1. Partnerships should be embarked on a case-by-case basis and should draw, where applicable, on previous experience.

    1. The Committee’s analysis strongly suggests that partnerships do make positive contributions in the right circumstances. Determining what those circumstances are and what type of partnership would be most appropriate represents a constructive challenge for policy makers. There is no “one size fits all” solution. Additional research—through intermittent comparisons and evaluations—could advance our understanding of the conditions for successful public-private partnerships.

    2. Partnerships that are appropriately constructed and carefully and regularly evaluated offer society a proven means of enhancing both the welfare of our citizens and the security of the nation.

    3. National policy with regard to partnerships should be flexible, fostering a culture of experimentation. It should include, as appropriate, features such as industry initiation (i.e., a bottom-up, not a top-down approach), industry leadership, defined limits to public commitments of resources, clear objectives, cost sharing, and learning through ongoing evaluation of the experiences of previous and current partnerships both in the United States and abroad.

  1. Strengthening public support for research in physics, chemistry, mechanical and electrical engineering, and materials science and engineering should be a national priority. These disciplines underpin continued advances in information technology, a source of economic growth, and are essential for continued progress in the area of health care through information technology-based advances in biomedicine.

    1. Significant increases in funding for physical sciences and engineering— including material sciences, chemistry, physics, and electrical engineering—are needed to build greater understanding of properties of nanostructures underpinning tomorrow’s information industries as well to capitalize on advances in biotechnology.20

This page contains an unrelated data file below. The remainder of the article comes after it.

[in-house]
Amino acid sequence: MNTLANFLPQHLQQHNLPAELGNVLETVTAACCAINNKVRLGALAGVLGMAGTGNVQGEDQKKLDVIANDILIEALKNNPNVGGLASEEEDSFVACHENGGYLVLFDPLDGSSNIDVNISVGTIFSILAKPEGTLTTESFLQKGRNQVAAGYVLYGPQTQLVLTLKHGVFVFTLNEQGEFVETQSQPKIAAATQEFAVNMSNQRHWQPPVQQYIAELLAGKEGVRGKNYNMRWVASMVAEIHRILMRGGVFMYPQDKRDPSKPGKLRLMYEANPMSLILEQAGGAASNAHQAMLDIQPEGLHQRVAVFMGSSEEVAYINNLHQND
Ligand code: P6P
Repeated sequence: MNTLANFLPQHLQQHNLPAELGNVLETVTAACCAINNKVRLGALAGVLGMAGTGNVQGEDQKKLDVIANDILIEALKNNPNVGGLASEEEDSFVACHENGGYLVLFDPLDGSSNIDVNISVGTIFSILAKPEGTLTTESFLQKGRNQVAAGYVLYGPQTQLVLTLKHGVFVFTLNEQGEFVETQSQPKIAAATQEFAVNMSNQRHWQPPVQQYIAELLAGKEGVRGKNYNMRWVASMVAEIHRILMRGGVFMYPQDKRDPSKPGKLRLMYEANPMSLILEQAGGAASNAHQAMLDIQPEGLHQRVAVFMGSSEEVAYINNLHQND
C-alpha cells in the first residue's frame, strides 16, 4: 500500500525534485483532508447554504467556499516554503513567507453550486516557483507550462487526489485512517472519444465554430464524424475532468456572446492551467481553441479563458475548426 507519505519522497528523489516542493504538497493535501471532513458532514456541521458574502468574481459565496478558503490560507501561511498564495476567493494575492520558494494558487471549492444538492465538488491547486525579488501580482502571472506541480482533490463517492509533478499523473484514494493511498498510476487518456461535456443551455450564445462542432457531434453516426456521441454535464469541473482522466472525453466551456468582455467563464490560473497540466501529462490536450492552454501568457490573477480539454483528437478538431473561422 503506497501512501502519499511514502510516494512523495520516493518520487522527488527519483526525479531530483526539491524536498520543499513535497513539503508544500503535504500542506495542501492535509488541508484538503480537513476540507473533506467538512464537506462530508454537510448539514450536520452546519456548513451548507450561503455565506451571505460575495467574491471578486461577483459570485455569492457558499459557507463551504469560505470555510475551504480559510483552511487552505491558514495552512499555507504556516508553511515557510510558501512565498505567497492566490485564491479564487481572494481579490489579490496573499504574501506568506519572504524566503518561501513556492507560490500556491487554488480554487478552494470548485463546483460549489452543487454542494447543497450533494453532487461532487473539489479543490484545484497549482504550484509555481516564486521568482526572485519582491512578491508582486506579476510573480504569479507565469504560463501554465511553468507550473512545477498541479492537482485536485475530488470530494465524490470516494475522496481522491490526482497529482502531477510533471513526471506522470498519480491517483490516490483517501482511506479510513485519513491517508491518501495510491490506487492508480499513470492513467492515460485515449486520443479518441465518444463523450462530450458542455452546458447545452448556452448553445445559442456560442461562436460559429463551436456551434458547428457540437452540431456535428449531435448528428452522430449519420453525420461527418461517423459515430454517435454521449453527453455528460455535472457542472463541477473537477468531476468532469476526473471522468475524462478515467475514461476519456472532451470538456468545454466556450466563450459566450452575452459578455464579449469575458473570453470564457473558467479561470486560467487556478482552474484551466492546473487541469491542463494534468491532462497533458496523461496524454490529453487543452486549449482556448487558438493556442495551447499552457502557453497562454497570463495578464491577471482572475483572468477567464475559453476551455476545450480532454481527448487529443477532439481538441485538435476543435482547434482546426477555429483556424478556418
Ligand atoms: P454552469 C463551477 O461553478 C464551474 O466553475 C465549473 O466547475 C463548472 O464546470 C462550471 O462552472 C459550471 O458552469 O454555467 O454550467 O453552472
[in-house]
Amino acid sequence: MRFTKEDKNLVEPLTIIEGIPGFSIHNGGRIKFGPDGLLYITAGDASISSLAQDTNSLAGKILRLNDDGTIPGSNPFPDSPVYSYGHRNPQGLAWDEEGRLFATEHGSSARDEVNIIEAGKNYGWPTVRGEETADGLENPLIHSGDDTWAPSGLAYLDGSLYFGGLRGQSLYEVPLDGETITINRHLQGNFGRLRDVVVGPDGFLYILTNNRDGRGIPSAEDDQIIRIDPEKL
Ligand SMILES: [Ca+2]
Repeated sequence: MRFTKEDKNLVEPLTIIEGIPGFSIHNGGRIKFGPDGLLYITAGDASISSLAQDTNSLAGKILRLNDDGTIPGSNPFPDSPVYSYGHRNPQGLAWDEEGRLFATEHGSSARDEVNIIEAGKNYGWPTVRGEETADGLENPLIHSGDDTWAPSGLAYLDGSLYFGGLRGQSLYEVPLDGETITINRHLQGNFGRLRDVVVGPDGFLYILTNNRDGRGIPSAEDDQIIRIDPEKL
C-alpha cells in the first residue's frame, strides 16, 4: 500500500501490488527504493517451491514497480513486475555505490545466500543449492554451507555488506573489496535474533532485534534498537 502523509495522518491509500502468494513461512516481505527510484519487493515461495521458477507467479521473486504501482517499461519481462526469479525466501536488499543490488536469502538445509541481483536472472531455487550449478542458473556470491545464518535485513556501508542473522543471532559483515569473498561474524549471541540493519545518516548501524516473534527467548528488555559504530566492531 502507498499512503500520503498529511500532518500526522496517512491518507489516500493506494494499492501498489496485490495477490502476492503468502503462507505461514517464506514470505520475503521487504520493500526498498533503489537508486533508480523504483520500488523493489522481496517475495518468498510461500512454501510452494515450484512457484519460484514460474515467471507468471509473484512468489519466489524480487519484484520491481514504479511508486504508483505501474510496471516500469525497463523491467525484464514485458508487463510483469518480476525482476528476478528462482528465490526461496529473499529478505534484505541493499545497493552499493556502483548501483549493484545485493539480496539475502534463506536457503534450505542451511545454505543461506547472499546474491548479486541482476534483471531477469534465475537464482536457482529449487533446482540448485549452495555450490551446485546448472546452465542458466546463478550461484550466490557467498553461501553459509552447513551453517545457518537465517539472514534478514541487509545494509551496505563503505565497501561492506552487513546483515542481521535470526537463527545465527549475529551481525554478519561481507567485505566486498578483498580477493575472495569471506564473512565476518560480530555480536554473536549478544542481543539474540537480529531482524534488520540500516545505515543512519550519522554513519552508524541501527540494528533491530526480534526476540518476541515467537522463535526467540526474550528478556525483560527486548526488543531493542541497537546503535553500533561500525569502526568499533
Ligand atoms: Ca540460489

2. Renewed policy attention is required to encourage cooperative research in information technologies, the disciplines that support them, and in


That means by 1975, the number of components per integrated circuit for minimum cost will be 65,000.” See also, Gordon E. Moore, “The Continuing Silicon Technology Evolution Inside the PC Platform,” Intel Developer Update, Issue 2, October 15, 1997, where he notes that he “first observed the ‘doubling of transistor density on a manufactured die every year’ in 1965, just four years after the first planar integrated circuit was discovered. The press called this ‘Moore’s Law’ and the name has stuck. To be honest, I did not expect this law to still be true some 30 years later, but I am now confident that it will be true for another 20 years.”


See the recommendations and findings in National Research Council, Capitalizing on New Needs and New Opportunities, Government-Industry Partnerships in Biotechnology and Information Technologies, op.cit.

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